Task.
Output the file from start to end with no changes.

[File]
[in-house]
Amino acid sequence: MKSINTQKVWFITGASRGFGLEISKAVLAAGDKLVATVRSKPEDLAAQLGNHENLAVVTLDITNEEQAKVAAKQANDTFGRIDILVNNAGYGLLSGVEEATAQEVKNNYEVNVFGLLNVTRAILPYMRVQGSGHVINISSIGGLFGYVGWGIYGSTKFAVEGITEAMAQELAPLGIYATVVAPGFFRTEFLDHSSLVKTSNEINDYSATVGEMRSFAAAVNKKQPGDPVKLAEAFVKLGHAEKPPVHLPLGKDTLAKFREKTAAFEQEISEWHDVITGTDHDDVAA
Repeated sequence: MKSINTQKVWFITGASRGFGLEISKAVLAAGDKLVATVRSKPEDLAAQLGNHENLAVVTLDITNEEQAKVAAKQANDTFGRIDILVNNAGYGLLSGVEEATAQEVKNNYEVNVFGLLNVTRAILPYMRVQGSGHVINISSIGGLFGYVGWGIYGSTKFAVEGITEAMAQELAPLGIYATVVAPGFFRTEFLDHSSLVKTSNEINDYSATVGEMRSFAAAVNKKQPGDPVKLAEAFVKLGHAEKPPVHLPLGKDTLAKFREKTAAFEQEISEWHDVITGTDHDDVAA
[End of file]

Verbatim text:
[in-house]
Amino acid sequence: MKSINTQKVWFITGASRGFGLEISKAVLAAGDKLVATVRSKPEDLAAQLGNHENLAVVTLDITNEEQAKVAAKQANDTFGRIDILVNNAGYGLLSGVEEATAQEVKNNYEVNVFGLLNVTRAILPYMRVQGSGHVINISSIGGLFGYVGWGIYGSTKFAVEGITEAMAQELAPLGIYATVVAPGFFRTEFLDHSSLVKTSNEINDYSATVGEMRSFAAAVNKKQPGDPVKLAEAFVKLGHAEKPPVHLPLGKDTLAKFREKTAAFEQEISEWHDVITGTDHDDVAA
Repeated sequence: MKSINTQKVWFITGASRGFGLEISKAVLAAGDKLVATVRSKPEDLAAQLGNHENLAVVTLDITNEEQAKVAAKQANDTFGRIDILVNNAGYGLLSGVEEATAQEVKNNYEVNVFGLLNVTRAILPYMRVQGSGHVINISSIGGLFGYVGWGIYGSTKFAVEGITEAMAQELAPLGIYATVVAPGFFRTEFLDHSSLVKTSNEINDYSATVGEMRSFAAAVNKKQPGDPVKLAEAFVKLGHAEKPPVHLPLGKDTLAKFREKTAAFEQEISEWHDVITGTDHDDVAA